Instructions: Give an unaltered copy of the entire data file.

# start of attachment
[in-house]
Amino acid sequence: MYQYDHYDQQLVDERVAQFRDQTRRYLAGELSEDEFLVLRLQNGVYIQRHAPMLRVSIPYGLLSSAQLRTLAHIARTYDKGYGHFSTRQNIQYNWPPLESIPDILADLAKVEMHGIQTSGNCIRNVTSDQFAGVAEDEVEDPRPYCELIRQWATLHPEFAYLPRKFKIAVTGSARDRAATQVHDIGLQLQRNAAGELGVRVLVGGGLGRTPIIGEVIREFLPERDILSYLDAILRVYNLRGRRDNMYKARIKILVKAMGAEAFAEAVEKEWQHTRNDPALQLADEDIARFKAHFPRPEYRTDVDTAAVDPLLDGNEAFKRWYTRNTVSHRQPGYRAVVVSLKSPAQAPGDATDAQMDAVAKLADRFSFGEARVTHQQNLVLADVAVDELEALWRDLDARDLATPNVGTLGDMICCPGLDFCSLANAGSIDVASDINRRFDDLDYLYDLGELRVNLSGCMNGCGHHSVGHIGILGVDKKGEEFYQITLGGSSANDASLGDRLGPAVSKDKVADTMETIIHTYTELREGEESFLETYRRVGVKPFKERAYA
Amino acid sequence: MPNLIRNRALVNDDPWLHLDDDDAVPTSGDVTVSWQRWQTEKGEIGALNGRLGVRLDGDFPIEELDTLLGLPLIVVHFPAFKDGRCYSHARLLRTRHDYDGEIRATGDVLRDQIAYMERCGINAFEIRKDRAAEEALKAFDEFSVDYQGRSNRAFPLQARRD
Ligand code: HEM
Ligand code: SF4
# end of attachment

[in-house]
Amino acid sequence: MYQYDHYDQQLVDERVAQFRDQTRRYLAGELSEDEFLVLRLQNGVYIQRHAPMLRVSIPYGLLSSAQLRTLAHIARTYDKGYGHFSTRQNIQYNWPPLESIPDILADLAKVEMHGIQTSGNCIRNVTSDQFAGVAEDEVEDPRPYCELIRQWATLHPEFAYLPRKFKIAVTGSARDRAATQVHDIGLQLQRNAAGELGVRVLVGGGLGRTPIIGEVIREFLPERDILSYLDAILRVYNLRGRRDNMYKARIKILVKAMGAEAFAEAVEKEWQHTRNDPALQLADEDIARFKAHFPRPEYRTDVDTAAVDPLLDGNEAFKRWYTRNTVSHRQPGYRAVVVSLKSPAQAPGDATDAQMDAVAKLADRFSFGEARVTHQQNLVLADVAVDELEALWRDLDARDLATPNVGTLGDMICCPGLDFCSLANAGSIDVASDINRRFDDLDYLYDLGELRVNLSGCMNGCGHHSVGHIGILGVDKKGEEFYQITLGGSSANDASLGDRLGPAVSKDKVADTMETIIHTYTELREGEESFLETYRRVGVKPFKERAYA
Amino acid sequence: MPNLIRNRALVNDDPWLHLDDDDAVPTSGDVTVSWQRWQTEKGEIGALNGRLGVRLDGDFPIEELDTLLGLPLIVVHFPAFKDGRCYSHARLLRTRHDYDGEIRATGDVLRDQIAYMERCGINAFEIRKDRAAEEALKAFDEFSVDYQGRSNRAFPLQARRD
Ligand code: HEM
Ligand code: SF4